The Isle of Dragons. Just the name conjures up images of boys, swords, and fire-breathing dragons. This fourth installment in Ed Dunlop's Tales from Terrestria series does not disappoint. Written as an allegory, the story is the tale of sixteen-year-old Joel, a peasant fisherman's son in Seawell, who is learning the family trade from his dad and grandfather. Mostly isolated from other kids his age, he is invited by an older and perhaps more popular youth to the mysterious and secretive Dragon Tournament.
Despite the guilt of disobeying his father and the warnings of his heart, Joel gives in to the temptation. He gets away with it, is horrified at what he sees, but goes back again and again, ignoring the voice in his head warning him to stay away, until it's too late. He finds himself a tortured slave in a faraway land, without expectations of ever seeing his family or homeland again. What he doesn't yet understand is the unconditional love of a father and the sacrifices he is willing to make for his son. The tale is woven with buckle-your-seatbelt drama--amazing loyalty and shocking betrayal, stark hopelessness and everlasting hope, agonizing sadness and immeasurable joy.
At the conclusion of the tale, the one-page Author's Note illustrates to the young reader how The
Isle of Dragons probably relates to his or her own life. Dunlop points out that dragons (or sins) come in many forms. They are all around us today, and he gently explains how to deal with them.
Even though there isn't a formal study guide to accompany these books, which are for "tweens" and above, The
Isle of Dragons and its predecessors lend themselves to small group settings in a co-op, Sunday School class, or home environment. The style of writing reminds me of radio dramas, so using it for family read-aloud time would be appropriate as well. The
Isle of Dragons could be used as part of a literature curriculum; it is certainly an outstanding example of an allegory. Creative kids could use it as a basis for a play, either at home, at a co-op, or with another performing arts group.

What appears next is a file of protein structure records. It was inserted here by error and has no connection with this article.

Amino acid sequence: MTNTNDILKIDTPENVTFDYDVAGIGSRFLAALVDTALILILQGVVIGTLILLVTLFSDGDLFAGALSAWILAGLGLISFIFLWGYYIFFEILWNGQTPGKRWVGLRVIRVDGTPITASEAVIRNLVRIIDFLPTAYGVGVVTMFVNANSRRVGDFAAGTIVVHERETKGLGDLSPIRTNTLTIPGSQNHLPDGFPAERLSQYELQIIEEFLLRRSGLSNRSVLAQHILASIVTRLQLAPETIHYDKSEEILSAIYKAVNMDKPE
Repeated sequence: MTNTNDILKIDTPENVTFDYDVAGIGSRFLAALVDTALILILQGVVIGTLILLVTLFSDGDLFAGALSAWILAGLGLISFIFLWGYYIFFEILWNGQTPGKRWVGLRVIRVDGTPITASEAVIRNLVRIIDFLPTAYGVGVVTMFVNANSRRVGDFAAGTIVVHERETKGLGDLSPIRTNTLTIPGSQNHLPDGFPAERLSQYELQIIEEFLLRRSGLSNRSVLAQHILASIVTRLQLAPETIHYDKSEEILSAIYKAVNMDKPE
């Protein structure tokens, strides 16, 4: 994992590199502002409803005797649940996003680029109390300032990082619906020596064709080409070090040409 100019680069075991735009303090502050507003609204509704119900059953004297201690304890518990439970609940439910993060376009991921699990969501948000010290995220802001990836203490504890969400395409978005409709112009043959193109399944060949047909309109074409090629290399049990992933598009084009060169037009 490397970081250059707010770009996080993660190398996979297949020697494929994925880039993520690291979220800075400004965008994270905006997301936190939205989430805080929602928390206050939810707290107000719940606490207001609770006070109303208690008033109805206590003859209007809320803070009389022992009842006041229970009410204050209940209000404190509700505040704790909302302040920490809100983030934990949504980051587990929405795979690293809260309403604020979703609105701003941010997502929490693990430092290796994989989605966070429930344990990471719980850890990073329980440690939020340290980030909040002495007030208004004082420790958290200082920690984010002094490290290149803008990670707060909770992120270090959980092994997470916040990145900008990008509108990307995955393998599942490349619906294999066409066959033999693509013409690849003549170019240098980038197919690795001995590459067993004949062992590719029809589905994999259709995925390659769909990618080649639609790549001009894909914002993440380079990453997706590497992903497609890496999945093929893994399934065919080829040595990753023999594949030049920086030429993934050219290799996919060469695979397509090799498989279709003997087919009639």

In addition to offering other volumes in the two Terrestria series, the author/publisher's youth-ministry-based website includes coloring pages, teachers' books and resources, and other downloadable freebies.
Pros: Getting my daughter to read isn't a problem. My boys, however, take a little more nudging. Books like this one will captivate and challenge them and keep them coming back for more. Spiritual lessons that come to life in the forms of behemoths and heroes (without witches, warlocks, and magic) are likely to stick with my young warriors and will be fun to discuss or use as illustrations later on. Even though this was the fourth in a series, The
Isle of Dragons never made me feel like I had missed something by not reading the other ones first. I am certainly even more interested in reading them now, though!
Cons: Girls (and some boys) may be turned off at the title. That's okay. They might still be tempted to see what has the other boys so excited. If not, they'll miss out on an adventure of extra-Terrestrial proportions. Although it's impossible to please everyone, it would be a shame for any to miss out on this one.
I am thrilled at the possibilities The Isle of Dragons and the other Terrestria books offer. My young sons will enjoy reading these exciting books over and over and will benefit even more by sharing them and the Gospel with their unchurched friends and family in a non-threatening way.